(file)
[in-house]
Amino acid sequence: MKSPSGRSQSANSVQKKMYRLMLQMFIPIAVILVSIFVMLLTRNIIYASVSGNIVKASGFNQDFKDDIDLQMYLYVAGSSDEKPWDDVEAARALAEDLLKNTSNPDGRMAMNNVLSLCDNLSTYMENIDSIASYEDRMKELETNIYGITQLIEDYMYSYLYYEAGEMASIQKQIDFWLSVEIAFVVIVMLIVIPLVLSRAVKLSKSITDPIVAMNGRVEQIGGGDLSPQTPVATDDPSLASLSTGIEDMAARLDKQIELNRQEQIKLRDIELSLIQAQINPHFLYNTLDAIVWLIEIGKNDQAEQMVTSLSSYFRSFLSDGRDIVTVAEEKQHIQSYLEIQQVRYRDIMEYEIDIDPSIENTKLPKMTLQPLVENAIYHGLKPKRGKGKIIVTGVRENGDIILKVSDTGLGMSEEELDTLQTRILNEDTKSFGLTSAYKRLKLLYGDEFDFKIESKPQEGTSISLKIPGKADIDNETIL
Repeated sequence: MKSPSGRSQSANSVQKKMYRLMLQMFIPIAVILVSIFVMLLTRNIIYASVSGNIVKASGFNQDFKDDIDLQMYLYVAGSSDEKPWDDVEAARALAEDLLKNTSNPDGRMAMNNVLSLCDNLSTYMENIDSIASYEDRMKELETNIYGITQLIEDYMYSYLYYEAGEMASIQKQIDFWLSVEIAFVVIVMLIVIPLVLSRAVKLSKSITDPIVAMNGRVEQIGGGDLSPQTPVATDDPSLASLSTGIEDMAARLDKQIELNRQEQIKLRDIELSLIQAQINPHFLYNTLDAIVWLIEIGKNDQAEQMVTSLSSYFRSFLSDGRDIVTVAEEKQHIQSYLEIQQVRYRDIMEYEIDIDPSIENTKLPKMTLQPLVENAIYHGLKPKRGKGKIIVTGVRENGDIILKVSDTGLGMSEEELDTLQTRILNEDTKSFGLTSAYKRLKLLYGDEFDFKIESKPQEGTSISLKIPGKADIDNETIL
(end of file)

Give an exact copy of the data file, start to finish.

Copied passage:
[in-house]
Amino acid sequence: MKSPSGRSQSANSVQKKMYRLMLQMFIPIAVILVSIFVMLLTRNIIYASVSGNIVKASGFNQDFKDDIDLQMYLYVAGSSDEKPWDDVEAARALAEDLLKNTSNPDGRMAMNNVLSLCDNLSTYMENIDSIASYEDRMKELETNIYGITQLIEDYMYSYLYYEAGEMASIQKQIDFWLSVEIAFVVIVMLIVIPLVLSRAVKLSKSITDPIVAMNGRVEQIGGGDLSPQTPVATDDPSLASLSTGIEDMAARLDKQIELNRQEQIKLRDIELSLIQAQINPHFLYNTLDAIVWLIEIGKNDQAEQMVTSLSSYFRSFLSDGRDIVTVAEEKQHIQSYLEIQQVRYRDIMEYEIDIDPSIENTKLPKMTLQPLVENAIYHGLKPKRGKGKIIVTGVRENGDIILKVSDTGLGMSEEELDTLQTRILNEDTKSFGLTSAYKRLKLLYGDEFDFKIESKPQEGTSISLKIPGKADIDNETIL
Repeated sequence: MKSPSGRSQSANSVQKKMYRLMLQMFIPIAVILVSIFVMLLTRNIIYASVSGNIVKASGFNQDFKDDIDLQMYLYVAGSSDEKPWDDVEAARALAEDLLKNTSNPDGRMAMNNVLSLCDNLSTYMENIDSIASYEDRMKELETNIYGITQLIEDYMYSYLYYEAGEMASIQKQIDFWLSVEIAFVVIVMLIVIPLVLSRAVKLSKSITDPIVAMNGRVEQIGGGDLSPQTPVATDDPSLASLSTGIEDMAARLDKQIELNRQEQIKLRDIELSLIQAQINPHFLYNTLDAIVWLIEIGKNDQAEQMVTSLSSYFRSFLSDGRDIVTVAEEKQHIQSYLEIQQVRYRDIMEYEIDIDPSIENTKLPKMTLQPLVENAIYHGLKPKRGKGKIIVTGVRENGDIILKVSDTGLGMSEEELDTLQTRILNEDTKSFGLTSAYKRLKLLYGDEFDFKIESKPQEGTSISLKIPGKADIDNETIL